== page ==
No one interviews Zahi Hawass, Egypt's self-styled Indiana Jones of the east – he interviews himself, fist pounding on desk and spittle flying forth into the ether.
"Do I look like a minister to you? Of course not!" thunders the minister for antiquities, a man appointed by Hosni Mubarak to oversee his nation's cultural riches and, improbably, the great survivor of this year's dramatic revolution.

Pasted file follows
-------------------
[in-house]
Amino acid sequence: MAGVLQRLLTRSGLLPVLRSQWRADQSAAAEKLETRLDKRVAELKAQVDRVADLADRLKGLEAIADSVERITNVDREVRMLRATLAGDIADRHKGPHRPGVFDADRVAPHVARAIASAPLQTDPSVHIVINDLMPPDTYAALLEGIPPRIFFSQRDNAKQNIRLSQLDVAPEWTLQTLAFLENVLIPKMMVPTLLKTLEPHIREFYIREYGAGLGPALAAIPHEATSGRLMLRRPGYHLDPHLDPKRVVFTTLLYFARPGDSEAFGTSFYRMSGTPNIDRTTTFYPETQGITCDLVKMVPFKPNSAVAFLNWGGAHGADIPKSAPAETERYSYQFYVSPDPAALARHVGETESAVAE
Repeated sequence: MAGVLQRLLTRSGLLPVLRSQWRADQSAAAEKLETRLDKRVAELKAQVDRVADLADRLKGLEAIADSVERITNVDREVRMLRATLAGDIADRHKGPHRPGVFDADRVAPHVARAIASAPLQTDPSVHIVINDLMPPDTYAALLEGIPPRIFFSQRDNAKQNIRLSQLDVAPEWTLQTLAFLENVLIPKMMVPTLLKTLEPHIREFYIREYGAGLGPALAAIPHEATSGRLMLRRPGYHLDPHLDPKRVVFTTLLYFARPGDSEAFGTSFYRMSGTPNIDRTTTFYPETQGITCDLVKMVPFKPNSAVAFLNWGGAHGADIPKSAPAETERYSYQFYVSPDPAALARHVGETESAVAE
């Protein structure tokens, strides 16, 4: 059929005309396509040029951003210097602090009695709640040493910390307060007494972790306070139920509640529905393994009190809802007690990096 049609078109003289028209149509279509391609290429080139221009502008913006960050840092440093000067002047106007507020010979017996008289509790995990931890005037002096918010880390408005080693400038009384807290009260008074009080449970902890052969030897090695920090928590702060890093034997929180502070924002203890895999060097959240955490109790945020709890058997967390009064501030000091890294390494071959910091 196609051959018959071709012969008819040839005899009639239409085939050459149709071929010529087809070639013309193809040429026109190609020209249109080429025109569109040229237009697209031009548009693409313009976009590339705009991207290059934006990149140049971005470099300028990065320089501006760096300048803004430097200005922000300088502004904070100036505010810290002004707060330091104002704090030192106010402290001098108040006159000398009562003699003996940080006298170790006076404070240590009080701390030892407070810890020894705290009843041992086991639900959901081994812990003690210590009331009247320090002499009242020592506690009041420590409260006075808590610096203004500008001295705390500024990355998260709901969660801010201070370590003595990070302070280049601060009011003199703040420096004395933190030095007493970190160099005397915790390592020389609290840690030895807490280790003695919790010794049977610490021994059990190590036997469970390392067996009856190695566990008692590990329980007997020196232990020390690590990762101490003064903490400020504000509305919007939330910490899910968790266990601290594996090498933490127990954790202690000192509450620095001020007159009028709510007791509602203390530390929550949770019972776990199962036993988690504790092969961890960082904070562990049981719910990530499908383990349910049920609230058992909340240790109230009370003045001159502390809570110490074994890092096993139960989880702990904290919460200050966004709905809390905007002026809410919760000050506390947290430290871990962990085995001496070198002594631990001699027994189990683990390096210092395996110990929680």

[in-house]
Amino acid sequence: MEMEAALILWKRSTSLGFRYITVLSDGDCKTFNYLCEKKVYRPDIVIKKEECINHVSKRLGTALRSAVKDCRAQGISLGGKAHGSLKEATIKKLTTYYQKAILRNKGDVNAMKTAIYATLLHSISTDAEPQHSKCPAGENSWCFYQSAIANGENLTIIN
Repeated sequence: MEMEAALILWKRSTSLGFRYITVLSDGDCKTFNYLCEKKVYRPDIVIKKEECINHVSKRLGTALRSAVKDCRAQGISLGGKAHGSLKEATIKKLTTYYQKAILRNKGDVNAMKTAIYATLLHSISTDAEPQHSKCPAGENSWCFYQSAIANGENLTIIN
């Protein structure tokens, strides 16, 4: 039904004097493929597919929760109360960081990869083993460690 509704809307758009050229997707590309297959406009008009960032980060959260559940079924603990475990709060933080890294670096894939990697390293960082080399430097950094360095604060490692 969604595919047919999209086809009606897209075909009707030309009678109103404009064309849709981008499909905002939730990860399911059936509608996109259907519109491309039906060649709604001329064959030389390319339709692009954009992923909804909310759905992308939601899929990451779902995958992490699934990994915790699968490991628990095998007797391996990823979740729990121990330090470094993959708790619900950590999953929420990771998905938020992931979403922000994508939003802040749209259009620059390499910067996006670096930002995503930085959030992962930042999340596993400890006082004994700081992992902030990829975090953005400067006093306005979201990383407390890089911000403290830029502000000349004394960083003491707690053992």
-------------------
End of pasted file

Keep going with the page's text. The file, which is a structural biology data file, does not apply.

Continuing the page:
"I am not part of the old regime – I love Egypt, I love archaeology and I will never be a politician," Hawass continues. "I'm a damned archaeologist through and through."
Zahi's strength of feeling is understandable. The 63-year-old headed Egypt's Supreme Council of Antiquities (SCA) from 2002 onwards. Like so many other Mubarak-era public figures he is struggling to carve out a role in post-uprising Egypt.
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